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Fatal Titan Submersible Incident Sparks Inquiry by Canadian Safety Regulators

The investigation comes after a five-day international rescue attempt ended

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CANADA: Canadian safety regulators are investigating the undersea implosion of a tourist submersible that claimed the lives of all five aboard the Titanic wreck. The investigation comes after a five-day international rescue attempt ended with a robotic diving vehicle locating a Titan debris field at the North Atlantic bottom.

U.S. Coast Guard Rear Admiral John Mauger reports that Titan pieces were scattered across the seabed about 1,600 feet from the wreck’s bow. The wreckage was linked to a catastrophic implosion, causing the 22-foot-long vessel to fall and be crushed by hydrostatic pressure.

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Stockton Rush, the founder and CEO of OceanGate Expeditions, was among the five fatalities. The Titanic disaster involved British adventurers Hamish Harding, Shahzada Dawood, and Suleman, as well as French oceanographers Paul-Henri Nargeolet. Paul was a key figure on the Titanic.

The Transportation Safety Board of Canada (TSB) is opening a safety investigation on the Polar Prince, a Canadian-flagged ship, to gather data and conduct interviews.

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OceanGate was founded by Rush and Guillermo Söhnlein in 2009, with Söhnlein adding Rush as a “keenly aware” risk manager. However, some submersible operators and specialists questioned the company’s decision to avoid third-party certification for Titan’s innovative design and construct its pressure hull out of carbon fibre.

OceanGate created an experimental vehicle with materials avoided by others, evading safety certification and ignoring warnings from experts in the submersible community, said co-founder of OceanX Ray Dalio.

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Dik Barton, a British Titanic investigator, cited concerns about Titan’s construction and upkeep. Las Vegas-based investor Jay Bloom told the media that he turned down a last-minute Titan adventure with his son out of fear for their safety.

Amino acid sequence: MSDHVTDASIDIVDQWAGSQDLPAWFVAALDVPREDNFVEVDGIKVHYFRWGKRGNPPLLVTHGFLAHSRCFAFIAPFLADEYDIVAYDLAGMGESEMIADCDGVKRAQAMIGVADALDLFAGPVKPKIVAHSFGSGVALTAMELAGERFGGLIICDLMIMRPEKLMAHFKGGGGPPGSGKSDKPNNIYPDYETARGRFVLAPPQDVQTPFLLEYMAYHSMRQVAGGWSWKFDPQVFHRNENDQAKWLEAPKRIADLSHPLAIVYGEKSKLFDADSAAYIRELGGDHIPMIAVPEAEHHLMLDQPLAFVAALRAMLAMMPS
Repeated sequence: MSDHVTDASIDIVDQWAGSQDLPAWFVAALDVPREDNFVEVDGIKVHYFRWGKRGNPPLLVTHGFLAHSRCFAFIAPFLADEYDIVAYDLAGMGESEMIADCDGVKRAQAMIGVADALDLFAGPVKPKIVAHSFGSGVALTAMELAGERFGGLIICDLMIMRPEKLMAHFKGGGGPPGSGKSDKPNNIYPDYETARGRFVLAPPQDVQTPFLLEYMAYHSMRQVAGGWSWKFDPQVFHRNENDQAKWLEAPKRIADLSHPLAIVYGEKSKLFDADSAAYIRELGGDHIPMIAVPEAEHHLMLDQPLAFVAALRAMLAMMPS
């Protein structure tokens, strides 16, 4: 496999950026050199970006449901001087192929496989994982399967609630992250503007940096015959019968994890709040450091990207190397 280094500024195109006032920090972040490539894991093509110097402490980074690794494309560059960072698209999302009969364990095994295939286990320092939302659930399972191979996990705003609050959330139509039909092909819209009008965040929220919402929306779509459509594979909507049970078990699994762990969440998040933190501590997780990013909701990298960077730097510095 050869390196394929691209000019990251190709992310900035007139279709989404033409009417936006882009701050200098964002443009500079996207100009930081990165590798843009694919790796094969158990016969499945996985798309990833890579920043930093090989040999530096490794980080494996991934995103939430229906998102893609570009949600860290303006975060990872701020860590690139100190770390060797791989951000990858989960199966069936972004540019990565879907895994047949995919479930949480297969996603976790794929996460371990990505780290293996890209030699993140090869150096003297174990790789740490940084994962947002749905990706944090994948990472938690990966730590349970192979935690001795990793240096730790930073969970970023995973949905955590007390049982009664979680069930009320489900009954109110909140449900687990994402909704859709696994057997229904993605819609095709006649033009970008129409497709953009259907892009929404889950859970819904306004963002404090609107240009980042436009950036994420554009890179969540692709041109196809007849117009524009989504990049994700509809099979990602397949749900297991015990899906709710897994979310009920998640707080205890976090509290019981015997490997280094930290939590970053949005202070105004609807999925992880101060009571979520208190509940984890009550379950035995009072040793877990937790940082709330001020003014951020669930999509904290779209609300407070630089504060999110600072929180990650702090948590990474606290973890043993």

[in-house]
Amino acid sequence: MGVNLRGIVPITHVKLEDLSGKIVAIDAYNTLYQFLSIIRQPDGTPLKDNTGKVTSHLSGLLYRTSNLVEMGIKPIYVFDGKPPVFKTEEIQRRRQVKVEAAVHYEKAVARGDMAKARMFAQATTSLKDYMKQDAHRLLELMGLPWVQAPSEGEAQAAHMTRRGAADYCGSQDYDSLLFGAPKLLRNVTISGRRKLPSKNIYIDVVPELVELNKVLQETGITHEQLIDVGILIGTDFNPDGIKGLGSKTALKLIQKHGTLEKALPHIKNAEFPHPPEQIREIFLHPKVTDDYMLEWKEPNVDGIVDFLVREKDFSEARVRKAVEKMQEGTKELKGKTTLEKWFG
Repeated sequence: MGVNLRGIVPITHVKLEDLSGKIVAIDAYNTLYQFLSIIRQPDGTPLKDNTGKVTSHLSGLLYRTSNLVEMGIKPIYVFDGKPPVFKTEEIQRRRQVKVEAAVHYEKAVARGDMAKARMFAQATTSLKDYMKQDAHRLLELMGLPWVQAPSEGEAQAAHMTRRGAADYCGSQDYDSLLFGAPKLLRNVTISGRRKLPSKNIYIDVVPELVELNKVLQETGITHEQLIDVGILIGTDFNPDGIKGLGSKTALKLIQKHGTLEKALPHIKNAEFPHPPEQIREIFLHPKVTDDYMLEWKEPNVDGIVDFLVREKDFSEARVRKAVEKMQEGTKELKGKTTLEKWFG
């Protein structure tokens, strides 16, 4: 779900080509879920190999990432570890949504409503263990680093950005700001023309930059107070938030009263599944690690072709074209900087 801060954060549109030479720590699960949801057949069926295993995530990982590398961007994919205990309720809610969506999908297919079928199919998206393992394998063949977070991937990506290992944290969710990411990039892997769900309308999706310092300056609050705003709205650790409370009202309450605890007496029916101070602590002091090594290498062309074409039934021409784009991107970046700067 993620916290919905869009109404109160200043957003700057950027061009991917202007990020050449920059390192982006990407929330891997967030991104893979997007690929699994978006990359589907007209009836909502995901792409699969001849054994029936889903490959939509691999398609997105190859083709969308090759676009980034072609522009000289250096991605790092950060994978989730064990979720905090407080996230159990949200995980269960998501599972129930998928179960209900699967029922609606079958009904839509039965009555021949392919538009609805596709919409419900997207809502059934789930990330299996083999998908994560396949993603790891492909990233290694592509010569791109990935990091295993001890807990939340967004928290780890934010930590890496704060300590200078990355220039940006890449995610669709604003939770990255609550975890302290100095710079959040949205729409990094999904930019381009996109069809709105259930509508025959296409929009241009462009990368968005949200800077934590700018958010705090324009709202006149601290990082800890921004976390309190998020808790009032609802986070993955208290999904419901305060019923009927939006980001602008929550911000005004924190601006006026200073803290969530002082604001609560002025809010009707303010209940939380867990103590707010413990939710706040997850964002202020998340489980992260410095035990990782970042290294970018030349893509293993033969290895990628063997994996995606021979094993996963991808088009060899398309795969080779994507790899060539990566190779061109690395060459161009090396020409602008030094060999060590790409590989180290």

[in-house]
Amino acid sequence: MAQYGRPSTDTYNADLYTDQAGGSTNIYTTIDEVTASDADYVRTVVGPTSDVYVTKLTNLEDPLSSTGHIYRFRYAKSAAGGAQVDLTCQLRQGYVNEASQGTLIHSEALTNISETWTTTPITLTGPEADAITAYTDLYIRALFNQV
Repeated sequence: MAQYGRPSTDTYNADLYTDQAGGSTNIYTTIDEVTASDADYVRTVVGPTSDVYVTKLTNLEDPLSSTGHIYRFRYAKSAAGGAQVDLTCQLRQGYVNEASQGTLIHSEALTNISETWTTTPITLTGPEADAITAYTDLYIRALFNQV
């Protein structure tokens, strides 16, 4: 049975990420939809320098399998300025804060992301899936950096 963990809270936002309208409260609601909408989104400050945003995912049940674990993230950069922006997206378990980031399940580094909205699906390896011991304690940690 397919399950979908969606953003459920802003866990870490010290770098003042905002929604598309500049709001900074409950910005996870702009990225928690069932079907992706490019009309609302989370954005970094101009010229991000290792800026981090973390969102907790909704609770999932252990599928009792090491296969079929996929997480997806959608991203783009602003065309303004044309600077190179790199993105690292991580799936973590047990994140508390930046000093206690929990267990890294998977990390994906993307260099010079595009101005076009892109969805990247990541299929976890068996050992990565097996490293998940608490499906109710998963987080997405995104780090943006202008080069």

Certified helicopter pilot Bloom expressed concerns about Titan’s use of consumer-grade components, such as a video game joystick, and the submersible’s bolted-shut design. 

Concerns about Titan’s safety surfaced during an industry symposium and a lawsuit filed by OceanGate’s former head of marine operations, as per reports. First known fatalities in more than 60 years of civillian deep-sea exploration are associated with the accident. However, because foreign waters are not subject to government regulation, OceanGate was free to act however it pleased, as per experts.

According to Mauger of the United States Coast Guard, it is too early to speculate on when the Titan met its end. However, the placement of the debris relatively close to the wreck and the amount of time that passed before Titan’s contact was lost indicate that the catastrophe probably happened near the end of Sunday’s fall.

Acoustic data from the U.S. Navy revealed an anomaly indicating an implosion or explosion near the submersible’s location. The Coast Guard continued the search and rescue effort despite the lack of conclusive evidence.

James Cameron, the director of the 1997 Acadmey award-winning movie “Titanic,” claimed to have learned of the acoustic data the day after the submersible vanished.

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